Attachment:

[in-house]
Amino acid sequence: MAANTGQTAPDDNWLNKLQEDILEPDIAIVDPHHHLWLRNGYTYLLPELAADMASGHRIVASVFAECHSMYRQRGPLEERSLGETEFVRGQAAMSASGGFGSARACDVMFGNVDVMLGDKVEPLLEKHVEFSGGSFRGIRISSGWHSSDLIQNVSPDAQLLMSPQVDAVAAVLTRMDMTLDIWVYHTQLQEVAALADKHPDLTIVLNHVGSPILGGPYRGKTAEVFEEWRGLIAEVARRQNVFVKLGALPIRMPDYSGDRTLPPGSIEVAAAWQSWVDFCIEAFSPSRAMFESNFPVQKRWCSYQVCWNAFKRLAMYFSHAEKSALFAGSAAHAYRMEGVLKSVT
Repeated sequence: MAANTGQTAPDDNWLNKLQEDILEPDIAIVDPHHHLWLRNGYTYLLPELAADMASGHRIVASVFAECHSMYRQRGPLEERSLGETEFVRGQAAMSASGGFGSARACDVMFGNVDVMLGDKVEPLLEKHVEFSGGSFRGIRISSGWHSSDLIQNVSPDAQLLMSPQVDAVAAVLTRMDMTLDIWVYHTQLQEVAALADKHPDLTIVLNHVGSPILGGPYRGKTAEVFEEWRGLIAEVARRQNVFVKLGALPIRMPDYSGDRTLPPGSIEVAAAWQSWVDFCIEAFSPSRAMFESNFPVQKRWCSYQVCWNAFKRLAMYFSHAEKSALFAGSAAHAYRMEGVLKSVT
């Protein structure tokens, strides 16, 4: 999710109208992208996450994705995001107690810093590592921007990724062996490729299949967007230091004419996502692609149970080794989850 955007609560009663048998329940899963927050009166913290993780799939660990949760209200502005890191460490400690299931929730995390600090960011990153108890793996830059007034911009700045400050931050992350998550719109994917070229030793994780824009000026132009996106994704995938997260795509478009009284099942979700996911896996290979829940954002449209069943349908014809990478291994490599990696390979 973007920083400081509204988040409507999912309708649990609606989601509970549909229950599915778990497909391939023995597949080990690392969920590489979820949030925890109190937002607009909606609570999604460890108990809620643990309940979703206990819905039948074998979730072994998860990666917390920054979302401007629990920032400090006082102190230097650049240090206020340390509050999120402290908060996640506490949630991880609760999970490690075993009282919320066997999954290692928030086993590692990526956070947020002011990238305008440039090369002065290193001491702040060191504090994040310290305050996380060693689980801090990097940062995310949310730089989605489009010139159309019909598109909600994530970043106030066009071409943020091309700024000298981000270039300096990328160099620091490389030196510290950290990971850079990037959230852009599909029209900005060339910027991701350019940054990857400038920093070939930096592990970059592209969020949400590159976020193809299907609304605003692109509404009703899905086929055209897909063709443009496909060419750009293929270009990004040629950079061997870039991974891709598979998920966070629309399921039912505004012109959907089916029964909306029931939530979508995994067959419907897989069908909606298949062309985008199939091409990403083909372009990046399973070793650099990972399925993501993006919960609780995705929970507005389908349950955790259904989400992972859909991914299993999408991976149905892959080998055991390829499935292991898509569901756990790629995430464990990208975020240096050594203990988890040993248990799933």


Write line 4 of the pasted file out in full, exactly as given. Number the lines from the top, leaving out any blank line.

């Protein structure tokens, strides 16, 4: 999710109208992208996450994705995001107690810093590592921007990724062996490729299949967007230091004419996502692609149970080794989850 955007609560009663048998329940899963927050009166913290993780799939660990949760209200502005890191460490400690299931929730995390600090960011990153108890793996830059007034911009700045400050931050992350998550719109994917070229030793994780824009000026132009996106994704995938997260795509478009009284099942979700996911896996290979829940954002449209069943349908014809990478291994490599990696390979 973007920083400081509204988040409507999912309708649990609606989601509970549909229950599915778990497909391939023995597949080990690392969920590489979820949030925890109190937002607009909606609570999604460890108990809620643990309940979703206990819905039948074998979730072994998860990666917390920054979302401007629990920032400090006082102190230097650049240090206020340390509050999120402290908060996640506490949630991880609760999970490690075993009282919320066997999954290692928030086993590692990526956070947020002011990238305008440039090369002065290193001491702040060191504090994040310290305050996380060693689980801090990097940062995310949310730089989605489009010139159309019909598109909600994530970043106030066009071409943020091309700024000298981000270039300096990328160099620091490389030196510290950290990971850079990037959230852009599909029209900005060339910027991701350019940054990857400038920093070939930096592990970059592209969020949400590159976020193809299907609304605003692109509404009703899905086929055209897909063709443009496909060419750009293929270009990004040629950079061997870039991974891709598979998920966070629309399921039912505004012109959907089916029964909306029931939530979508995994067959419907897989069908909606298949062309985008199939091409990403083909372009990046399973070793650099990972399925993501993006919960609780995705929970507005389908349950955790259904989400992972859909991914299993999408991976149905892959080998055991390829499935292991898509569901756990790629995430464990990208975020240096050594203990988890040993248990799933």